In response, the I.R.S. froze its efforts to collect the ticket tax and promised to review the policy.
“We’re doing our best to navigate a very unclear path — frankly, the industry doesn’t know the proper guidance to be following, and the I.R.S. doesn’t either,” said Jamie Walker, chief executive of Jet Linx Aviation, a management company offers services for more than 100 jets at 14 locations across the country.
“Everyone’s been stuck in limbo,” Mr. Walker said.
Earlier this year, the I.R.S. lost a case in federal court that had challenged ticket tax on aircraft management firms. Afterward, the agency said it would abandon existing audits involving ticket taxes on such firms.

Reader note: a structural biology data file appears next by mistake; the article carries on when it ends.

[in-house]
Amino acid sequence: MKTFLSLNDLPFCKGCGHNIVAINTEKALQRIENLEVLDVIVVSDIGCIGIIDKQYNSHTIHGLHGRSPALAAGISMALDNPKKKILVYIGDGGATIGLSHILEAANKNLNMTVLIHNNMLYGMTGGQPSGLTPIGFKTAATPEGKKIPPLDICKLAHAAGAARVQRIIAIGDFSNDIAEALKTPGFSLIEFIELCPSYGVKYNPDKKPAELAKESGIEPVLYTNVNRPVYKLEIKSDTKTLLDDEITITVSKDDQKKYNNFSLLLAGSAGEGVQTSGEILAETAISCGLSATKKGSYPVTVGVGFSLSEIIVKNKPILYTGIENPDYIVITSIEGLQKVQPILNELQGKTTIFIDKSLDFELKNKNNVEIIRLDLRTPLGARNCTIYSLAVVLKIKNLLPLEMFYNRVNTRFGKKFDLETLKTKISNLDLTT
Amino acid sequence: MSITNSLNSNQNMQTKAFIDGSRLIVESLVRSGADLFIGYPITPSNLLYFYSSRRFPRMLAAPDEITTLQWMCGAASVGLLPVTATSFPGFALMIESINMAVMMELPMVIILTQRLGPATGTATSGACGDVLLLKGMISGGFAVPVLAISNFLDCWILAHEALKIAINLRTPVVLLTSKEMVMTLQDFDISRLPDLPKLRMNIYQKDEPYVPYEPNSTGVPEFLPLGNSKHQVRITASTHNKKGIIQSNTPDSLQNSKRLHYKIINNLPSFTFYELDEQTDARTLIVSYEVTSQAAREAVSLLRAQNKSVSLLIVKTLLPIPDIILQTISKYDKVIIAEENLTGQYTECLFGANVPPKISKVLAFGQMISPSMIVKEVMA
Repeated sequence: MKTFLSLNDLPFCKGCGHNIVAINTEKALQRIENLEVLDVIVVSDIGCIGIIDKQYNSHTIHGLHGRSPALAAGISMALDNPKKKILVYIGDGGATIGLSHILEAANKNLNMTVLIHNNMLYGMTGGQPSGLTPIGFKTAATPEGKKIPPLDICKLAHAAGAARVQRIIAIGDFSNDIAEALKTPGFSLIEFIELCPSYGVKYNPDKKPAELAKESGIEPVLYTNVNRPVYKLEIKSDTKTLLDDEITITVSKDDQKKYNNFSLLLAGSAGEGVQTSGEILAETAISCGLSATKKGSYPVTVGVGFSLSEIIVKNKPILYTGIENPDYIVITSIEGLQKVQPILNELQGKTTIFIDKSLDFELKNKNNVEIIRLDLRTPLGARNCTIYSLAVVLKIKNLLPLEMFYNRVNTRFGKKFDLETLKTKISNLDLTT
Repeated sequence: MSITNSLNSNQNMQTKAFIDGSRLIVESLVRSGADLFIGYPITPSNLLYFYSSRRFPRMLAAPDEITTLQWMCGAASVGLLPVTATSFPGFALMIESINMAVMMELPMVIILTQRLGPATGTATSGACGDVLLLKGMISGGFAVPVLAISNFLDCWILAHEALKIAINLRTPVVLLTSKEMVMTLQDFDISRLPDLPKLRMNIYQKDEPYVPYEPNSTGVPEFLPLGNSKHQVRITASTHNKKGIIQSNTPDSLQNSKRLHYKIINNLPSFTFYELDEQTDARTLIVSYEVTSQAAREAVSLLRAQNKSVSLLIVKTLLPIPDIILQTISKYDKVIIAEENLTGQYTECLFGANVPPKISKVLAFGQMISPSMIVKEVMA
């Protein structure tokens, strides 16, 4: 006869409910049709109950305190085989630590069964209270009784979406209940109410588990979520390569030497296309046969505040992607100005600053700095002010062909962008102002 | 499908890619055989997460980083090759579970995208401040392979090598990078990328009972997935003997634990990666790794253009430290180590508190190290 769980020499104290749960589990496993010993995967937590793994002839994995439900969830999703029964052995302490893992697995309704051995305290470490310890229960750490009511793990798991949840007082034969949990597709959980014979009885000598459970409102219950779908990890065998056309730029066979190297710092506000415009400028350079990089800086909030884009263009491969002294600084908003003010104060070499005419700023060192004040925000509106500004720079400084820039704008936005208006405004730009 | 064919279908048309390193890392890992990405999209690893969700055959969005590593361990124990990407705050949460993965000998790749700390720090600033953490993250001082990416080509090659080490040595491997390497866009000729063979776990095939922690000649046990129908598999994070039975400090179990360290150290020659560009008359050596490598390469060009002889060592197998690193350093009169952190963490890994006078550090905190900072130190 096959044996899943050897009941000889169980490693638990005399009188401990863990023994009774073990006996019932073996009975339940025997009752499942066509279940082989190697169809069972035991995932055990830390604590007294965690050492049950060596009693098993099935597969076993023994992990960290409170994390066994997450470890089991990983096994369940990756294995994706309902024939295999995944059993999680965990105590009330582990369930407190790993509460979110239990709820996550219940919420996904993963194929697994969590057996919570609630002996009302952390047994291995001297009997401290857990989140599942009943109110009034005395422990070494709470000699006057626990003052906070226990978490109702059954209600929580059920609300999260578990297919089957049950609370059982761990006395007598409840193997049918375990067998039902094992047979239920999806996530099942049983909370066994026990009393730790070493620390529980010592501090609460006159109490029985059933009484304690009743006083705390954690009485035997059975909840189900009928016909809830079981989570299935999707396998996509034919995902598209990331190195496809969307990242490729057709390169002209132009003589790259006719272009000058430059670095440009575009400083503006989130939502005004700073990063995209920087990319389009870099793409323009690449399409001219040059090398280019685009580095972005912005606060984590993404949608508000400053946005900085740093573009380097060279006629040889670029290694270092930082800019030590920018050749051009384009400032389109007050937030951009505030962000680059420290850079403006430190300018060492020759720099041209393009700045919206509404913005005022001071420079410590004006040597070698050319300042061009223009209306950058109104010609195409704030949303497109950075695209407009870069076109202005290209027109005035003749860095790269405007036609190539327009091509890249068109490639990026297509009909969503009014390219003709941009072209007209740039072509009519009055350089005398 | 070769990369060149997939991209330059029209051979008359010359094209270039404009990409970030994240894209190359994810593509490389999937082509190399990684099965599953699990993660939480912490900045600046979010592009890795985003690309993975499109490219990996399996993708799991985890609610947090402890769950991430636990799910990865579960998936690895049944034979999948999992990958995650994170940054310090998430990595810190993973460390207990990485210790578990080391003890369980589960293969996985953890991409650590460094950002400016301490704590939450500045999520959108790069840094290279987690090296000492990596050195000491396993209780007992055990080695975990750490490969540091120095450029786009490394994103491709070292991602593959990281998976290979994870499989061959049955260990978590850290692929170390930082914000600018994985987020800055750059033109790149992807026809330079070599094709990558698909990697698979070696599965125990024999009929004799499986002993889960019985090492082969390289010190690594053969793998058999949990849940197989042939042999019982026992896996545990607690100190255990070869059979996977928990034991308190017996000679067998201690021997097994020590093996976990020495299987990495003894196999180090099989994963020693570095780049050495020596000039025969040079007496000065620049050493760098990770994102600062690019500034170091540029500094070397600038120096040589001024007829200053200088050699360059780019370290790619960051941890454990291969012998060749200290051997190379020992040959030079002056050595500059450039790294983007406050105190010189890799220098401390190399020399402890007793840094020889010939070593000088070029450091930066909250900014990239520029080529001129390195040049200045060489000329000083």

That lawsuit was filed by NetJets, a company based in Ohio. The provision in the Senate tax plan closely mirrors a bill co-sponsored this year by Senator Sherrod Brown, a Democrat from the same state.
Although protected from the ticket tax, aircraft management companies would still be subject to corporate taxes.
Martin H. Hiller, president of the National Air Transportation Association trade group, said in a statement that the provision was a “common sense” addition that affords small aviation businesses “the tax certainty they have long sought.”